OPINION: Everyone should wear a helmet when taking a Coug Bike

Over 1,000 Coug Bikes rented each week, but no one checks out accompanying helmet



According to the Washington State Department of Transportation, head injuries account for 75% of bicyclist deaths. With thousands of students on the WSU campus utilizing Coug Bikes, it’s extremely important that students take the time to rent a helmet, or buy one themselves.

DERREK SPEAKMAN, Evergreen columnist

This story has been updated to reflect Washington State Department of Transportation’s correct acronym.

WSU is not a good campus for riding bikes. With its numerous hills and paths riddled with stairs, it’s a difficult life for bicyclist at WSU. That’s not to say that our campus isn’t brimming with bicyclists. In fact, WSU has many students that ride bikes regularly. No, the problem is that no one wears a f-cking helmet.

One of the reasons bicyclists are so common here is the abundance of bicycles. WSU has been running a bicycle share program in one form or another for over 12 years. The current version of bike share, Coug Bikes, began in June of last year.

With 100 Coug Bikes at 11 hubs — 10 on campus and one off — even students that didn’t come with their own bike can still enjoy the convenience and fun of bicycling. This opportunity is almost entirely for free, with students receiving four hours of free riding every day.

The numbers speak for themselves as to how popular the program is; at over 1,000 Coug Bikes rented just last week and over 28,000 rentals during the span of the entire program, according to Coug Bikes coordinator Donald Schmit, Coug Bikes is a popular program among students at WSU.

Even though Coug Bikes can easily distribute large numbers of bikes, it’s unable to provide helmets to those using their services. This exists not as the fault of this program but as a fault of bike-share programs everywhere. Most students seen riding around campus on Coug Bikes aren’t wearing helmets.

“As a biking professional I think helmet use is important,” Schmit said, “The problem with bike share is that there hasn’t really been a good method identified to provide helmets and bikes where people need them in a sanitary manner.”

Simply put, there aren’t helmets available at bike checkout hubs. However, WSU still provides rental helmets for students. Students can rent helmets at the Student Recreation Center, the Chinook and the Outdoor Recreation Center, for up to 48 hours, giving them plenty of time to enjoy a safe bicycle ride.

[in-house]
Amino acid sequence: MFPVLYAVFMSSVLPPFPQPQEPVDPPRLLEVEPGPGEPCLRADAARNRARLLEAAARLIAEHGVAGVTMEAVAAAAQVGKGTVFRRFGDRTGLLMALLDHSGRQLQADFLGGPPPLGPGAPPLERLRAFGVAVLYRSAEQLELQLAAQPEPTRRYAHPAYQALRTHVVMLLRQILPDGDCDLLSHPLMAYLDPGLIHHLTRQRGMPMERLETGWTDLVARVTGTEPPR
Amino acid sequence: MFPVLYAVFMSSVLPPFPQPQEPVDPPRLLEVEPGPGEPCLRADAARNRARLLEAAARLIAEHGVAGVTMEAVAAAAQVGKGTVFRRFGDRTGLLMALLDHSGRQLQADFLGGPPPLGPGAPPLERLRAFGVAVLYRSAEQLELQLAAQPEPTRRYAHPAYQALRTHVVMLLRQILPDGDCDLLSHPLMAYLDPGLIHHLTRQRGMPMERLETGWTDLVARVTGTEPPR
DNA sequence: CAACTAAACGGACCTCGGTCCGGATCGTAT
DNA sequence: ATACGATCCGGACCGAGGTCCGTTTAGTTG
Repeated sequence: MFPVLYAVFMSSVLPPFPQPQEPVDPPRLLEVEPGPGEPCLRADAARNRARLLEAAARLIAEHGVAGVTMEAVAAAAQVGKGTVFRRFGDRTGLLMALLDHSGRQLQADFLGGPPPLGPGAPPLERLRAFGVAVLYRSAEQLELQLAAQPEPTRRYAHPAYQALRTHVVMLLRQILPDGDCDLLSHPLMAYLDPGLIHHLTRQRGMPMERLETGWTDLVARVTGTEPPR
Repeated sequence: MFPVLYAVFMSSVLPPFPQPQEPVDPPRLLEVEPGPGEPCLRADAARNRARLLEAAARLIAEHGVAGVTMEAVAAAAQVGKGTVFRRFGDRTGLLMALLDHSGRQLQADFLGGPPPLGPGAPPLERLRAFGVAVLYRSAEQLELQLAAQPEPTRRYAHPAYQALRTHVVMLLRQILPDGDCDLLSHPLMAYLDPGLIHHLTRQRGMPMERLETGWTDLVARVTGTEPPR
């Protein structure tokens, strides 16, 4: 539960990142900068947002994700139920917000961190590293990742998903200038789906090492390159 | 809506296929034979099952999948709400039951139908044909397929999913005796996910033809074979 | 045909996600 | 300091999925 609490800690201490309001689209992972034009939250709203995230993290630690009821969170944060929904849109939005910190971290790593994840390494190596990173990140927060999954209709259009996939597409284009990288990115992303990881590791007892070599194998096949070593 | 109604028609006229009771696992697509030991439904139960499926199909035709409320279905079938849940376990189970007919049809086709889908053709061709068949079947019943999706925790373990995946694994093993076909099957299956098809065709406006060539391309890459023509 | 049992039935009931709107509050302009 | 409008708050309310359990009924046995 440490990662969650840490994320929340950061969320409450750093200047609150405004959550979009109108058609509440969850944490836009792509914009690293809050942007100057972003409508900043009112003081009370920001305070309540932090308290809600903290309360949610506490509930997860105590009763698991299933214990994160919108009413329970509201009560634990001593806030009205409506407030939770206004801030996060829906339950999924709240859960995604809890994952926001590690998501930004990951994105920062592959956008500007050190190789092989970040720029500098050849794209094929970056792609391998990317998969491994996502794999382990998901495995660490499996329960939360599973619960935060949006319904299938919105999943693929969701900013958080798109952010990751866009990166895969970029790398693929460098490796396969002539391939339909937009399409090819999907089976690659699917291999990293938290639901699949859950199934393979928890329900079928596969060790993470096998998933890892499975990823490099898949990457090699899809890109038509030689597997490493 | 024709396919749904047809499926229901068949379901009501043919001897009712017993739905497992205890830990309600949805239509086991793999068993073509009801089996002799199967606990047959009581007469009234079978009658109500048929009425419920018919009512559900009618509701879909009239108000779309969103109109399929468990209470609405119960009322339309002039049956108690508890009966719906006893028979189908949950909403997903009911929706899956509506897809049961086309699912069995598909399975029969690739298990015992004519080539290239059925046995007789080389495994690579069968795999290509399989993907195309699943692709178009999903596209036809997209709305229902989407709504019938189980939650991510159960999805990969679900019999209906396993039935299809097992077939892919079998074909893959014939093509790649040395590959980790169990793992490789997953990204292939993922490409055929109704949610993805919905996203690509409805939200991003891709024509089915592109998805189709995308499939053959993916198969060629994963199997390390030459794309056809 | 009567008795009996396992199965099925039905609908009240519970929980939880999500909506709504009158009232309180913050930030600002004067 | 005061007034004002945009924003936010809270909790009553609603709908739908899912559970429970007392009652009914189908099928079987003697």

Most students aren’t even aware of the helmet rentals available at the REC centers, as is shown in the numbers of rentals over the last year. So, how many helmets have been checked out? Zero. There have been zero helmet rentals in the entire time Coug Bikes has existed. Not a single person has checked out a helmet in over a year.

The Coug Bikes program does a push for students to be aware of the different aspects of Coug Bikes — including helmets available for rental — a few weeks into the semester, with an email and notification on the Coug Bike app. Students receive information on these helmet rentals, yet they pay them no mind.

But do students really need to wear helmets? Everyone here is an adult, and Washington State Department of Transportation (WSDOT) essentially gives you the decision, but they certainly have a preference.

“Wear a bicycle helmet every time you ride. Head injuries account for 75 percent of bicyclist deaths,” according to the WSDOT website.

“Bicycle helmet use was associated with reduced odds of head injury, serious head injury, facial injury and fatal head injury. The reduction was greater for serious or fatal head injury,” according to a 2016 meta-analysis published in the International Journal of Epidemiology.

If there is no good way for students to easily get bicycle helmets the moment they decide to ride and the helmets that are available for rental are out of their way, what should they do? Students need to decide how important decreasing their chance of life-altering injury — or death — is to them.

Students that ride infrequently might only rent a helmet occasionally for a couple of days of cycling; while the more avid cyclists that ride every day should consider purchasing a helmet. Those that ride on paths absent of cars could probably squeak by without a helmet at all. It’s the student’s decision, but they need to be consciously aware of it.

We are all here at WSU to fill our brains with knowledge and to ensure our bright futures. It would be a shame to lose that all because we didn’t think twice about wearing a helmet.